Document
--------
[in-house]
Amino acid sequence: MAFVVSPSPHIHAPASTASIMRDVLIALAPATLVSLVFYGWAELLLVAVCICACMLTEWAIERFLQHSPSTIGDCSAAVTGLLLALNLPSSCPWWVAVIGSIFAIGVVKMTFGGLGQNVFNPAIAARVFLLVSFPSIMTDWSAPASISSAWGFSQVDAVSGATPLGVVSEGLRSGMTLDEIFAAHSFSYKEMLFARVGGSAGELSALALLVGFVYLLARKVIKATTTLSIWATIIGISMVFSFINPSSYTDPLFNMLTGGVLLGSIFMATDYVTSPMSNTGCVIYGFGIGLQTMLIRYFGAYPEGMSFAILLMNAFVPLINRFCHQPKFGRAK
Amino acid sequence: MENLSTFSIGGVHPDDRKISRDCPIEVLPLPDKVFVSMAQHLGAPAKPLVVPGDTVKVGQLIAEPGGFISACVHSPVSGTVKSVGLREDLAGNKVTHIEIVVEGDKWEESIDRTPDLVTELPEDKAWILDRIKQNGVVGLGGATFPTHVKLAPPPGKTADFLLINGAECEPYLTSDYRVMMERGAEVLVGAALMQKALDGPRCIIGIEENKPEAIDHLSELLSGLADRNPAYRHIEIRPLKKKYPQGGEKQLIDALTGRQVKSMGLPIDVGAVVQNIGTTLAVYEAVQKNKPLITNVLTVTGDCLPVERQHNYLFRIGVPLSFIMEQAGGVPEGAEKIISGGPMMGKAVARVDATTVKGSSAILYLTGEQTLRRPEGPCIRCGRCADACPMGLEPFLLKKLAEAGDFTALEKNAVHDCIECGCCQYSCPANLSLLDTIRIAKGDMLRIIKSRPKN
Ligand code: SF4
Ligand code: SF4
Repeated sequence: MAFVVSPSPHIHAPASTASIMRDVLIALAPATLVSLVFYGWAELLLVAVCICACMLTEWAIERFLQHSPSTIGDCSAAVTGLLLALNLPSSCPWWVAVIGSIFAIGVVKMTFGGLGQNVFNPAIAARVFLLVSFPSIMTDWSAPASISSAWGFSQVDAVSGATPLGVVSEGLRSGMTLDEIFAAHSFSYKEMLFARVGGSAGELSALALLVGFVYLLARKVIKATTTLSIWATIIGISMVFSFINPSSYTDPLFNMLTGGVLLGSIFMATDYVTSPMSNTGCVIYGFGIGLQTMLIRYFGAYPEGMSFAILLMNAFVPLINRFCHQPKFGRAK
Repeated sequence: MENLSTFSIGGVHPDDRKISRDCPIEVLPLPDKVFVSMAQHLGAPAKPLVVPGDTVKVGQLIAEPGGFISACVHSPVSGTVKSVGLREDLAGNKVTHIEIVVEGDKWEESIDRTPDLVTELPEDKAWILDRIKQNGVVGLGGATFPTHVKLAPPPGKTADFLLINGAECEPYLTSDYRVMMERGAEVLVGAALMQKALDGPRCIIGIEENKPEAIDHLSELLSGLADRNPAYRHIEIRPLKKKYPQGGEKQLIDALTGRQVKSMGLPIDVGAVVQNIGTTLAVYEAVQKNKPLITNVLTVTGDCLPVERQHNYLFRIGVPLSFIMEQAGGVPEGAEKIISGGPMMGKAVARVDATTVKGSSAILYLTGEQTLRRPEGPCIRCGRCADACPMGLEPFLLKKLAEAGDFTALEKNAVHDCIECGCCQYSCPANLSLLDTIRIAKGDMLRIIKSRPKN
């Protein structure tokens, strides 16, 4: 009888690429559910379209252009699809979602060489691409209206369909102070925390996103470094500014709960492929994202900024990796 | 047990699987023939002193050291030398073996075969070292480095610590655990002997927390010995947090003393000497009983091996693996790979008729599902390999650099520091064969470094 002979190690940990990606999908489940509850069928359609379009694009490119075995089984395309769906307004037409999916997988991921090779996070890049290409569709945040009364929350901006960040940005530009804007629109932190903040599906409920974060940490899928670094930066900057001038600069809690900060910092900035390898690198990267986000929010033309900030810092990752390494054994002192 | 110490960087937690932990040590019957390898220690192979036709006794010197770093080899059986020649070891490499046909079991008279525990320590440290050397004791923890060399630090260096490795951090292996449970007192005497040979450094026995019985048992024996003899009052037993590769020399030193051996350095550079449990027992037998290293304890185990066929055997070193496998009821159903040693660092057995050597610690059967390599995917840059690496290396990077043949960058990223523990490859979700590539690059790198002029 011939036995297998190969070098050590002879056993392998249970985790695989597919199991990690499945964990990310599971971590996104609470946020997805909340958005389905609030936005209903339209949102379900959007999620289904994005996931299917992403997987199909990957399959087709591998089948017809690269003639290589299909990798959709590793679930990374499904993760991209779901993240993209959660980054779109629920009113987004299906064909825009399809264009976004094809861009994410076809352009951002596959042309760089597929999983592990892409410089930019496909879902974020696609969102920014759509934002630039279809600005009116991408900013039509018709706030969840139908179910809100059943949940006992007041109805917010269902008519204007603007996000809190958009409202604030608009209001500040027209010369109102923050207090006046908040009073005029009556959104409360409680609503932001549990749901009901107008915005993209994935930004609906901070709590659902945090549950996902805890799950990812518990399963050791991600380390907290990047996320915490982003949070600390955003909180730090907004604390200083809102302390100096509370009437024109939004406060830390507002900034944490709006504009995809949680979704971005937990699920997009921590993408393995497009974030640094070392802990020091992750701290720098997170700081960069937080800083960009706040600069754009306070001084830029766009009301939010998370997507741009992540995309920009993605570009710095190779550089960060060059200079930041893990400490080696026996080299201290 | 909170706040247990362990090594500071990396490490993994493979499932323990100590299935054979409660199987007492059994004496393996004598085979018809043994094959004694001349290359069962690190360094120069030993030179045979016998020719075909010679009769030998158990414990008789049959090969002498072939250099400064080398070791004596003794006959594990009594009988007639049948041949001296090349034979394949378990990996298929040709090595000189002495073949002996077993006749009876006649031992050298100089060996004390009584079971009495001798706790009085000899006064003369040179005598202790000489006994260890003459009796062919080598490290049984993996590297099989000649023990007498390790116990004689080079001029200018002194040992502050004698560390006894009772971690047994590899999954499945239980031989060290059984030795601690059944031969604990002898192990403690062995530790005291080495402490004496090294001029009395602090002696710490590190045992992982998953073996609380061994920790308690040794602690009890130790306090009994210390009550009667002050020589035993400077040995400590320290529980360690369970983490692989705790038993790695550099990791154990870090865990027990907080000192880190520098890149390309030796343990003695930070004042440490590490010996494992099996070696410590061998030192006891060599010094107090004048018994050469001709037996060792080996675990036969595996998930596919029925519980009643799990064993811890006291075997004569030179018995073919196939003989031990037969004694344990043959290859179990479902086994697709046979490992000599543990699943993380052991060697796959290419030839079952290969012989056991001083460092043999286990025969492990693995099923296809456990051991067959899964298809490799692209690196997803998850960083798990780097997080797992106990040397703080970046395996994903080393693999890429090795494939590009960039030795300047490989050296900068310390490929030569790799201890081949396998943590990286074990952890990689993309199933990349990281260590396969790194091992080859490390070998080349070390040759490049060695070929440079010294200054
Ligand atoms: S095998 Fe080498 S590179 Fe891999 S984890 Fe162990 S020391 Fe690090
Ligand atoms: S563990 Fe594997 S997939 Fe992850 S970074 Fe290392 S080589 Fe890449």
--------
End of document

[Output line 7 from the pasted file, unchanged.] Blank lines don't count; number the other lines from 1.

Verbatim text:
Repeated sequence: MENLSTFSIGGVHPDDRKISRDCPIEVLPLPDKVFVSMAQHLGAPAKPLVVPGDTVKVGQLIAEPGGFISACVHSPVSGTVKSVGLREDLAGNKVTHIEIVVEGDKWEESIDRTPDLVTELPEDKAWILDRIKQNGVVGLGGATFPTHVKLAPPPGKTADFLLINGAECEPYLTSDYRVMMERGAEVLVGAALMQKALDGPRCIIGIEENKPEAIDHLSELLSGLADRNPAYRHIEIRPLKKKYPQGGEKQLIDALTGRQVKSMGLPIDVGAVVQNIGTTLAVYEAVQKNKPLITNVLTVTGDCLPVERQHNYLFRIGVPLSFIMEQAGGVPEGAEKIISGGPMMGKAVARVDATTVKGSSAILYLTGEQTLRRPEGPCIRCGRCADACPMGLEPFLLKKLAEAGDFTALEKNAVHDCIECGCCQYSCPANLSLLDTIRIAKGDMLRIIKSRPKN